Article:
Whoa, okay, so it’s been a while since I’ve posted here on the blog. This has been primarily due to an intense six months of work, but is also owing to a lack in solid, new releases. I’ve been going back through authors who I already like, for tried and true stories (i.e. I’ve read everything Taylor Jenkins Reid has written). But I’m back, friends. And the best way to come back? Sharing a brand new author, with a brand new book– one that I actually liked! WHAT!? Yes. I have nothing snarky to say. Well.. Maybe a little something to the effect of “don’t look up the author’s own story or Instagram account before you read this”, but overall, I’d say this should go to the top of your TBR beach reads pile.
Let’s start with this: the PR department over at Atria clearly knows me a little too well, as Breathe In, Cash Out is pretty much tailored for me. As much as I relish in the cleverness and beautiful use of language in highbrow literary fiction, there’s really nothing like a solid piece of chick lit to get me excited. I know, I know, “chick lit” is no longer a phrase we use, but I say it in an entirely non-pejorative, proud of my not-so-dirty and not-so-secretive, way. That’s not to say that the genre is without its problems– it is, and I’d say they’re mostly of a qualitative nature; many of the offerings wind up being of the mediocre mommy porn variety, and let’s just say that’s not helping. But, okay, let’s look specifically at Madeleine Henry’s debut novel, about a young woman on Wall Street whose ambitions involve a different kind of upward (and downward, as in, ‘dog’) mobility than most of her peers. My enjoyment of this novel is likely owing to narcissistic tendencies, as I’m also an avid practitioner of yoga, with Ivy League credentials, working in a male-dominated field, dating a finance bro. The story hits home, yes, but I think there’s an informative component that sets it apart from may other offerings in the genre. If you come to this with a finance background, I would expect you’d pick up some yogic knowledge and perhaps some desire to self evaluate; if you come to this with a yoga background, you’ll likely learn a bit about finance, and the cutthroat atmosphere of working at the bottom rung of banking. In addition, the writing has a great bite to it, as if the author expects the reader to keep up without coddling.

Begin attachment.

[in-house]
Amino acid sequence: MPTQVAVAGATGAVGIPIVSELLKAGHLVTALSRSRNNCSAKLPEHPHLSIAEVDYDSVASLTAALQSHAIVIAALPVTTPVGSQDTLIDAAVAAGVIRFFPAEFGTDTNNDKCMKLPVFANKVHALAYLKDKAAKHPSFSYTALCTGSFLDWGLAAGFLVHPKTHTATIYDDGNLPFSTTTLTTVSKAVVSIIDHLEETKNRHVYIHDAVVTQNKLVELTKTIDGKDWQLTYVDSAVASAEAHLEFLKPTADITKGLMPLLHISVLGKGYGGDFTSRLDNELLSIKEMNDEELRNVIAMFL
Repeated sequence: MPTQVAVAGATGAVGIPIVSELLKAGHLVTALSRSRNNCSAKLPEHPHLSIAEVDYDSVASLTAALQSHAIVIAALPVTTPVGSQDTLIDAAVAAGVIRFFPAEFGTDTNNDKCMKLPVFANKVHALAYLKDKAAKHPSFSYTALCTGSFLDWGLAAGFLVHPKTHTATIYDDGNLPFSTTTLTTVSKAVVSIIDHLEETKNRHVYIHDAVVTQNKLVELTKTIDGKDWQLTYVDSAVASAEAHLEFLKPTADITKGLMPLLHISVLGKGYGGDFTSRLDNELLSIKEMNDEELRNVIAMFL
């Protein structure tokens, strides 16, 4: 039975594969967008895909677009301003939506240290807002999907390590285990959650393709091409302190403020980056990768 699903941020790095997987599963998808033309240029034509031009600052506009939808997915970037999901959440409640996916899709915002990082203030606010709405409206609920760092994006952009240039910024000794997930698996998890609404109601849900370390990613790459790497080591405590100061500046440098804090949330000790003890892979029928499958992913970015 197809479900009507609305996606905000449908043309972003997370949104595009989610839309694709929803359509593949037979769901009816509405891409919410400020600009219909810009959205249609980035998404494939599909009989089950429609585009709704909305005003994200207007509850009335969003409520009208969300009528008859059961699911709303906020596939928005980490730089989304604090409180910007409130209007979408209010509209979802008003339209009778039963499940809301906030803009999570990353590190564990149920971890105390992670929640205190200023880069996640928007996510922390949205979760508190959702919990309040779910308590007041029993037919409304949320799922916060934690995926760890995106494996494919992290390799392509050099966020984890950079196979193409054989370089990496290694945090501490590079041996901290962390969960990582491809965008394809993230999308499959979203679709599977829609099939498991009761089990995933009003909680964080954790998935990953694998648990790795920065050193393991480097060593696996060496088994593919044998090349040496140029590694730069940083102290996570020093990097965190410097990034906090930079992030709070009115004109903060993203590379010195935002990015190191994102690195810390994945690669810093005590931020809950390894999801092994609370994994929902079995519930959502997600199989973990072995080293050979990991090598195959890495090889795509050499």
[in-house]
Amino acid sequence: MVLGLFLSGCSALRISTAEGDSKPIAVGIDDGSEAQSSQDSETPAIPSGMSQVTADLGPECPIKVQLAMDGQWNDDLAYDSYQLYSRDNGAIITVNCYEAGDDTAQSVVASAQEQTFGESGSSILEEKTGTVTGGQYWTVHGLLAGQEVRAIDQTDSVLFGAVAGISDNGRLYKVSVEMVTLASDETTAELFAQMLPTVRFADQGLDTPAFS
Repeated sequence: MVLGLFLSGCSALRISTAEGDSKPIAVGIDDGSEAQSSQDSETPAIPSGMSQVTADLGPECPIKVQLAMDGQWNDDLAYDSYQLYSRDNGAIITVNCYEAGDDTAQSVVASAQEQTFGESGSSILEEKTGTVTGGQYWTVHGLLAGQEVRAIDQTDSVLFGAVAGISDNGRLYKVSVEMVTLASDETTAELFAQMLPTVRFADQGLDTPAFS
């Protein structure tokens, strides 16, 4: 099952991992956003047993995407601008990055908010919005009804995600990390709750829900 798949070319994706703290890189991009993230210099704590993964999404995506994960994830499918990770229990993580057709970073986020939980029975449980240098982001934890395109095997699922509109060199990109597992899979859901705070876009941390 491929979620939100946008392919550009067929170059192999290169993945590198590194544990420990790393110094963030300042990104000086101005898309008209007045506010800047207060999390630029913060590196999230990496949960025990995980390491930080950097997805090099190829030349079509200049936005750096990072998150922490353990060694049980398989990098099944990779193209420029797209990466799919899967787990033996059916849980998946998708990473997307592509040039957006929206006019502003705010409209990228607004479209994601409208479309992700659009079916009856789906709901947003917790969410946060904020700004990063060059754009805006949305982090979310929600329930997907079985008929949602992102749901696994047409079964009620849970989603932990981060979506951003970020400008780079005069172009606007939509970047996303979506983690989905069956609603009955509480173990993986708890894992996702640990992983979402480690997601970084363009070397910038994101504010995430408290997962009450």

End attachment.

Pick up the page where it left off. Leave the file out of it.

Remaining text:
Starred Rating: 4/5